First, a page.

Teacher knowledge is very much in the foreground of English early career teacher development, as articulated in the Department for Education’s (DfE) Core Content Framework and Early Career Framework, which position teacher learning largely as a matter of atomised skills to observe, practise and reproduce. They imply a view of professionalism based on competence and compliance, underpinned by a ‘what works’ view of evidence. However, professionalism has also long been associated with the exercise of professional judgment (Sachs, 2015). With this in mind, I have revisited Shulman’s (1986) views on teacher knowledge, and this blog builds on his rationale for case learning by arguing for the power of comparing and contrasting cases.
The case for case knowledge
Shulman (1986) suggests that there are three forms of teacher knowledge: ‘propositional’, ‘case’ and ‘strategic’ knowledge. The prevailing DfE view seems strongly to emphasise propositional knowledge, partly in the form of ‘principles’ (theoretical claims drawn from limited types of empirical research) but also as ‘maxims’ (knowledge of practical, highly structured routines, as also codified in many popular books and resources). Shulman’s strategic knowledge – professional judgment applied to particular situations – also draws, however, on ‘case knowledge’. Case knowledge, in the form of ‘specific, well-documented and richly described events’ (Shulman, 1986, p. 11) itself takes different forms: ‘prototypes’, ‘precedents’ and ‘parables’. While the use of cases continues to be advocated within teacher education internationally (see for example Helleve et al., 2021), it is not prominent in the UK.
I revisited these ideas when working on a recent book (Knight, 2022), for which I was keen to capture authentic examples of oracy practices. The schools visited were purposively selected for their well-established oracy interests and the observed teaching often exemplified theoretical ideas as prototypes. However, my intention was also to offer more varied snapshots, supported by insights from interviews, as wider precedents of practice, which could form the basis of reflection. In doing so, I was mindful also of another of Shulman’s ideas, taken up and developed by Loughran (2019): pedagogical reasoning links formal and practical knowledge by going beyond what works to get at the often tacit why of teachers’ practices.
With this in mind, my ‘cases’ took the form of brief, vivid portraits of lesson episodes, including evocative details from the classroom environment and reference to the underlying rationales. In the subsequent analysis, I drew out principles for consideration in an attempt to model pedagogical reasoning. Beyond the discussion of these cases individually, what proved to be particularly generative of new insights was the device of juxtaposing and comparing examples, not only from different schools but across age phases and curriculum areas.
‘What proved to be particularly generative of new insights was the device of juxtaposing and comparing examples, not only from different schools but across age phases and curriculum areas.’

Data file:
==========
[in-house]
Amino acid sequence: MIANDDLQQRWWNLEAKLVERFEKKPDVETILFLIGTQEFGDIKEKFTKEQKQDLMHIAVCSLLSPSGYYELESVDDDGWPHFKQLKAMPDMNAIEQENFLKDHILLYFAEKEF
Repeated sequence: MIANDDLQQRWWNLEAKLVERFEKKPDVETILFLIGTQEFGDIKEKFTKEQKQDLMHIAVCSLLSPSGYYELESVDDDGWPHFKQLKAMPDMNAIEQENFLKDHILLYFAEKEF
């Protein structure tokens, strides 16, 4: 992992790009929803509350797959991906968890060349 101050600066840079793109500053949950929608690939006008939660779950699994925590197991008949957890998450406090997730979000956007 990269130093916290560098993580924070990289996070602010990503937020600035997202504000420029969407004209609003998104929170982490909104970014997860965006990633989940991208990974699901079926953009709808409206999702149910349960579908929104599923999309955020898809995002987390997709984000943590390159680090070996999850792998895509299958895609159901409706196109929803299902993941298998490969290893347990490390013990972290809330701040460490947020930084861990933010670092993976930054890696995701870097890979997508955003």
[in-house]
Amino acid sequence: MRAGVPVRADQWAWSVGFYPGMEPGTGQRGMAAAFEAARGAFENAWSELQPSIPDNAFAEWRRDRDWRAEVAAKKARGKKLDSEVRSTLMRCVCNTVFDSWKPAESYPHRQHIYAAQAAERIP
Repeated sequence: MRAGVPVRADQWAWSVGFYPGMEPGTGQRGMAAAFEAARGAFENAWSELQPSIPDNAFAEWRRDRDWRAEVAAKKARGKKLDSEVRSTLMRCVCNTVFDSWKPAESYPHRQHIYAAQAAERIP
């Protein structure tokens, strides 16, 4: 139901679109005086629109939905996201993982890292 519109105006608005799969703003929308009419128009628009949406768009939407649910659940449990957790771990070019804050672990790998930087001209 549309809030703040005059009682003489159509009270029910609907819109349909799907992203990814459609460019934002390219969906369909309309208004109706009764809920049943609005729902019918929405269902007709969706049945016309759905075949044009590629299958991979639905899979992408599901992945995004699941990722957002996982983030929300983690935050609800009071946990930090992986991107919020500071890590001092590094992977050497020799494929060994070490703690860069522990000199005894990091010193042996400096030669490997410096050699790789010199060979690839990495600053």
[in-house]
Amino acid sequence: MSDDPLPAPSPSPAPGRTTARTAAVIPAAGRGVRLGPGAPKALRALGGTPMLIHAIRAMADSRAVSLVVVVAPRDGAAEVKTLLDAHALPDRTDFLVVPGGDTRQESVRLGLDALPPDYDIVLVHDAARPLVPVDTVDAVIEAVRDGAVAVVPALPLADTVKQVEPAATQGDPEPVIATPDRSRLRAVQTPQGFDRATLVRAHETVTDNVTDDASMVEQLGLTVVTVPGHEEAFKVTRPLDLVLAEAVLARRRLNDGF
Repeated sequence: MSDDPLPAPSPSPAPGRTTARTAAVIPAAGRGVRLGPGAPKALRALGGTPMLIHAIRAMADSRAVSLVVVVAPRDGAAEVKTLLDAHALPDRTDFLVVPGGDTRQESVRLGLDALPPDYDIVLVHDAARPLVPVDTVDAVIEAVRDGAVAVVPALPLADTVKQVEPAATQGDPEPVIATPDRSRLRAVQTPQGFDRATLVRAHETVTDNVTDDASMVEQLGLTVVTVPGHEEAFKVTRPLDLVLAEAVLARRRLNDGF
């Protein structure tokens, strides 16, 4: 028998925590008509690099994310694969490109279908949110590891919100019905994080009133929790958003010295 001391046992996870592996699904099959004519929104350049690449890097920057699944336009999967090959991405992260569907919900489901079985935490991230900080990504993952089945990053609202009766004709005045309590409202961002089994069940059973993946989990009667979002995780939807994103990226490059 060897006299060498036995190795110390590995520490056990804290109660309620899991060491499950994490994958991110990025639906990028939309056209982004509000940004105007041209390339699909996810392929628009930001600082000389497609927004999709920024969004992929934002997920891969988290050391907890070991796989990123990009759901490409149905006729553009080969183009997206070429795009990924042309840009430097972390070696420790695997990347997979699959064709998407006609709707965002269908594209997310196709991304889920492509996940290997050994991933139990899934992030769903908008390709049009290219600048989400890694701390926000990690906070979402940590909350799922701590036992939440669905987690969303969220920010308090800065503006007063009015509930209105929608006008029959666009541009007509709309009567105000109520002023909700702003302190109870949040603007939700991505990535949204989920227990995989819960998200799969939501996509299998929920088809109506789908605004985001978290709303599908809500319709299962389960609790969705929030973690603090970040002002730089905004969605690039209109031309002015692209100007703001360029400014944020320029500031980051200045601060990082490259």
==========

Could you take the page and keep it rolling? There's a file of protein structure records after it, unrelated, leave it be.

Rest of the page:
For example, when analysing participation in whole-class discussion, I considered a year 4 writing lesson alongside another school’s year 11 PSHE session on peer pressure. Despite the different contexts, the comparison yielded common practices in supportive classroom cultures, including validating diverse responses, tuning in to moments of peer discussion and invoking peer support. Elsewhere, tasks conducive for small-group talk were explored through the pairing of guided reading in year 6 with history from year 9. In this instance, it was possible to see how established principles for talk-rich tasks – such as ambiguity and the built-in need for varied perspectives – were upheld in both settings. However, far from downplaying difference in a quest for one-size-fits-all principles, these comparisons also brought to the surface context-specific tensions as part of the ‘problematic’. In the latter pairing, for example, dilemmas about the place of prior knowledge in exploratory discussions emerged. Combining cases, therefore, may be particularly effective in disrupting thinking and triggering pedagogical reasoning, creating a need to restore ‘pedagogical equilibrium’ (Loughran, 2019).
Taken alongside a current orthodoxy of routinised approaches to developing teacher expertise, it may be timely to re-evaluate the role of cases (whether written or filmed) in developing professional judgment. The juxtaposition and comparison of contrasting examples may be particularly powerful in grappling with the highly situated and complex nature of school classrooms.
Helleve, I., Edide, L., & Ulvik, M. (2021). Case-based teacher education preparing for diagnostic judgment. European Journal of Teacher Education, 46(1), 50–66. https://doi.org/10.1080/02619768.2021.1900112.
Knight, R. (2022). Classroom talk in practice: Teachers’ experiences of oracy in action. Open University Press.
Loughran, J. (2019). Pedagogical reasoning: The foundation of the professional knowledge of teaching. Teachers and Teaching: Theory and Practice, 25(5), 523–535. https://doi.org/10.1080/13540602.2019.1633294
Sachs, J. (2015). Teacher professionalism: Why are we still talking about it? Teachers and Teaching: Theory and Practice, 22(4), 413–425. https://doi.org/10.1080/13540602.2015.1082732
Shulman, L. (1986). Those who understand: Knowledge growth in teaching. Educational Researcher, 15(2), 4–14. https://doi.org/10.3102/0013189X015002004